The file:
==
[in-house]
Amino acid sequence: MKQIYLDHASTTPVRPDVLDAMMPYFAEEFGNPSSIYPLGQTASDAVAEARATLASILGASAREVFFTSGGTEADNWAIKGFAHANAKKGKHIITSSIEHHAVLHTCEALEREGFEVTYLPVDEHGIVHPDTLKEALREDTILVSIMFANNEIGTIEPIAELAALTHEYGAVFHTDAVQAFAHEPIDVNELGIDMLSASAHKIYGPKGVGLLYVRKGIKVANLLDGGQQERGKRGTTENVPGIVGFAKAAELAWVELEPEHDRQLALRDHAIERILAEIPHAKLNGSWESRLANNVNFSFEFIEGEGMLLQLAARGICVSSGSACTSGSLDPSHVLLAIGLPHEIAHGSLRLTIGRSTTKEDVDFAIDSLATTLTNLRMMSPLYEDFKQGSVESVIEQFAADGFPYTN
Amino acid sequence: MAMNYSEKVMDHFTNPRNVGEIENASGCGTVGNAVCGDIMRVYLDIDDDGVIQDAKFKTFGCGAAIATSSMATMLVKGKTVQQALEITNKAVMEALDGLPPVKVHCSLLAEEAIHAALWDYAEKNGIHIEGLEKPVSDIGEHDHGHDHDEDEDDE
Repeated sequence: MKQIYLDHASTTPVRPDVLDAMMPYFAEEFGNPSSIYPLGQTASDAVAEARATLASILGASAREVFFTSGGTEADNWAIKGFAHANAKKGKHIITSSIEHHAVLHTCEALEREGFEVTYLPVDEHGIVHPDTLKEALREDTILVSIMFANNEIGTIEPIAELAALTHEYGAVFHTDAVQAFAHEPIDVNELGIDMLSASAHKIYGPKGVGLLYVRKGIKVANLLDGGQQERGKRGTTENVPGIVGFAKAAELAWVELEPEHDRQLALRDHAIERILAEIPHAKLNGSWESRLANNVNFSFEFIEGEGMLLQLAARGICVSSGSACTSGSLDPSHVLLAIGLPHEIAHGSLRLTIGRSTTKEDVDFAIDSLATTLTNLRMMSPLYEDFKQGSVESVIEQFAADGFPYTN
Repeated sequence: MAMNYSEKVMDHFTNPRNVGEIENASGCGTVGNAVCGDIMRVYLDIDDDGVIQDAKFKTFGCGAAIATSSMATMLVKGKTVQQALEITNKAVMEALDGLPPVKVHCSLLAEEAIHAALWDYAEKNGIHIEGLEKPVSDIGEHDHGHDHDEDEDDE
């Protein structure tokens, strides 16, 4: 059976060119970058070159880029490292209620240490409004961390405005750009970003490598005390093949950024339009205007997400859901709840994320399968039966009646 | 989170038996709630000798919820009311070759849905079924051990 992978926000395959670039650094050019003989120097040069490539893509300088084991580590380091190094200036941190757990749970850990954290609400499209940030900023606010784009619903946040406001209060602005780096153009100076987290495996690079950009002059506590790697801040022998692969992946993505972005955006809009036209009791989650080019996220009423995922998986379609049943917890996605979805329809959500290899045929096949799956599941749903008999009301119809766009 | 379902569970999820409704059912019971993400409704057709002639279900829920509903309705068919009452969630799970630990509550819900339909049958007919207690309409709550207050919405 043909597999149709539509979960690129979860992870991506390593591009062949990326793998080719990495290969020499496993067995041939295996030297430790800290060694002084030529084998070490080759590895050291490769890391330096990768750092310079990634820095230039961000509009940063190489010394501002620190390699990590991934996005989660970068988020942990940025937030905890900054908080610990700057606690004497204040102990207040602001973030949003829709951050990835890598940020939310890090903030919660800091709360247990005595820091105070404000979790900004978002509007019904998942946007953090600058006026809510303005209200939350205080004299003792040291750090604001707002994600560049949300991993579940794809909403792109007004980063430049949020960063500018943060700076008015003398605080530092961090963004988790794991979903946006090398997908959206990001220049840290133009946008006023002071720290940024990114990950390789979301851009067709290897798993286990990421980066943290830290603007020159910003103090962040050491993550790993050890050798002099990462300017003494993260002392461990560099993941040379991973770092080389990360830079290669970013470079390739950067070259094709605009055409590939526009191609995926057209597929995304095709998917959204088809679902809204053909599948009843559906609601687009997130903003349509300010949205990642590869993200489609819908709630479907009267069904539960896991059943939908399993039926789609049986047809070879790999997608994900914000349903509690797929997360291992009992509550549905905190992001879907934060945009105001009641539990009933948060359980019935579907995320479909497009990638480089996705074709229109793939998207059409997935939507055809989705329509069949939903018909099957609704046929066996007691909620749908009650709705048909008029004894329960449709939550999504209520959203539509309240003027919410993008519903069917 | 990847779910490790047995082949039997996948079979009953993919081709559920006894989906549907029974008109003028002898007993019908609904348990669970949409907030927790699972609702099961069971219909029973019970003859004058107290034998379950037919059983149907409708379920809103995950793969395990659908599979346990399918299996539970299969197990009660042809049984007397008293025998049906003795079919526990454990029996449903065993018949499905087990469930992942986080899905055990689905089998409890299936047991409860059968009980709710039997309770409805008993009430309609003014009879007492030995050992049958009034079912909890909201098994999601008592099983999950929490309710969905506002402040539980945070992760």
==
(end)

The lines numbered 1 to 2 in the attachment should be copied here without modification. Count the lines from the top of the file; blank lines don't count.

[in-house]
Amino acid sequence: MKQIYLDHASTTPVRPDVLDAMMPYFAEEFGNPSSIYPLGQTASDAVAEARATLASILGASAREVFFTSGGTEADNWAIKGFAHANAKKGKHIITSSIEHHAVLHTCEALEREGFEVTYLPVDEHGIVHPDTLKEALREDTILVSIMFANNEIGTIEPIAELAALTHEYGAVFHTDAVQAFAHEPIDVNELGIDMLSASAHKIYGPKGVGLLYVRKGIKVANLLDGGQQERGKRGTTENVPGIVGFAKAAELAWVELEPEHDRQLALRDHAIERILAEIPHAKLNGSWESRLANNVNFSFEFIEGEGMLLQLAARGICVSSGSACTSGSLDPSHVLLAIGLPHEIAHGSLRLTIGRSTTKEDVDFAIDSLATTLTNLRMMSPLYEDFKQGSVESVIEQFAADGFPYTN